A Look at Some of Bennachie’s Moths

Emperor Moth

These clever caterpillars vary their colours for camouflage as they develop. You can often see the caterpillars in August feeding on heather. They over winter as pupae, sometimes for 2 winters! The adult male is day flying, look out for it in April-May.

Emperor Moth
Emperor Moth (Select image for Larger Image)

Magpie Moth

Look out for the adults on heather moorlands and gardens - you can often see them when walking on Bennachie’s paths . The larvae hatch at end of August, they feed on heather and a range of bushes. They over winter as a small larva, then feed and grow during the spring. They can often be seen on heather in June before they pupate and emerge as adults during July.

Magpie Moth
Magpie Moth (Select image for Larger Image)

Fox Moth (like Hector!)

You can see adults in May/June. The males and females look different. The caterpillars are hairy and appear from June-September. They are often seen and feed on heathers, bramble and meadowsweet. They overwinter in the soil , emerge, don't feed again, pupate and the adult emerges in May.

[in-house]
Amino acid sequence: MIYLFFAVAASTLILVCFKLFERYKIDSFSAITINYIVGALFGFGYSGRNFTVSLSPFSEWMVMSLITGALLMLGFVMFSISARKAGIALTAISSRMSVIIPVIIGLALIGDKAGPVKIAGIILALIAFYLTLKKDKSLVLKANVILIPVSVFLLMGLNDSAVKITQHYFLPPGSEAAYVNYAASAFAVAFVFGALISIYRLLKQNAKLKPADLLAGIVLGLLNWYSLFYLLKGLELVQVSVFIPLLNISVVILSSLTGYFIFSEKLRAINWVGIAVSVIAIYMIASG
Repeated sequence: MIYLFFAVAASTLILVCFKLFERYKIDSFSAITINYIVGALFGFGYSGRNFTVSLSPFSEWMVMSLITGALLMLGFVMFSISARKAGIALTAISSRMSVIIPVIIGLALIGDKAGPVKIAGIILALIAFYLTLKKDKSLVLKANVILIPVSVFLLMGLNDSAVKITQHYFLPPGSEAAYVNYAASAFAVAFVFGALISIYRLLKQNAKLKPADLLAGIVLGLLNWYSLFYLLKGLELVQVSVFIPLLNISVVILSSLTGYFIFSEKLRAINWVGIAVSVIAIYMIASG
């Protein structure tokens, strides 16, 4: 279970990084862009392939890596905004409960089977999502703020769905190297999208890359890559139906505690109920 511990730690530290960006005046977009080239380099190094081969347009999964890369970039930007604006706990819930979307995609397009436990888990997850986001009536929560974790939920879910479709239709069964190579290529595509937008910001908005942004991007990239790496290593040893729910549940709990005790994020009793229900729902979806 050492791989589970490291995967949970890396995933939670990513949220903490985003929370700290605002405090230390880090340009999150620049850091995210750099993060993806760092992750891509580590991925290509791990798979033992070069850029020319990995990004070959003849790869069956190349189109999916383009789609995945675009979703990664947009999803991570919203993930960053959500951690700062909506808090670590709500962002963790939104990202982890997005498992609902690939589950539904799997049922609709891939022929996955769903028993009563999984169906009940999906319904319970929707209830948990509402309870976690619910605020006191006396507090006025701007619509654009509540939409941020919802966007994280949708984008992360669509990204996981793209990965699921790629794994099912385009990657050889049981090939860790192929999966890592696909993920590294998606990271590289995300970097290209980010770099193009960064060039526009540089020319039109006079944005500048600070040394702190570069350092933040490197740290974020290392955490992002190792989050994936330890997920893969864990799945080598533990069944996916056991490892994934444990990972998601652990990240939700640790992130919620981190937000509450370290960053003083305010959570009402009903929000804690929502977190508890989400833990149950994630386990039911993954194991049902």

Fox Moth
Fox Moth (Select image for Larger Image)

Silver Y

From spring onwards they invade from Europe, sometimes in clouds of millions! They can arrive at any time of year, if there is a mild southerly wind. They breed here, several generations. They rarely overwinter in the UK as caterpillars. You can often see them feeding at flowers in gardens in the summer.

Fox Moth
Silver Y (Select image for Larger Image)

Poplar Hawk Moth

An example of a night flying moth is the Poplar Hawk moth. You may find these in parks, gardens woods, their caterpillars feed on poplars and willows. Their unusual resting posture helps disguise their shape, and make them look less like moths.

Poppler Hawk
Poplar Hawk Moth (Select image for Larger Image)

July High-flyer

Their larvae feed on bilberry, heather, willows. From April-June they spin silk and stick leaves together for day time hiding places. They come out at night to feed. They can be seen flying mid-July to early October.

July High-lyer
July High-flyer (Select image for Larger Image)

Large Yellow Underwing

This is a large moth, 50 mm across, brown, but with yellow hind wings. It can flash these if alarmed to give predators a fright, and the flickering effect makes it hard for the eye to follow the moth in flight. The adults which are quite long lived can be seen May-October. Eggs are laid from July onwards. They overwinter as larvae, feed on grasses, docks, etc.

Large Yellow Underwing
Large Yellow Underwing (Select image for Larger Image)

This is part of the Moths and Caterpillars information.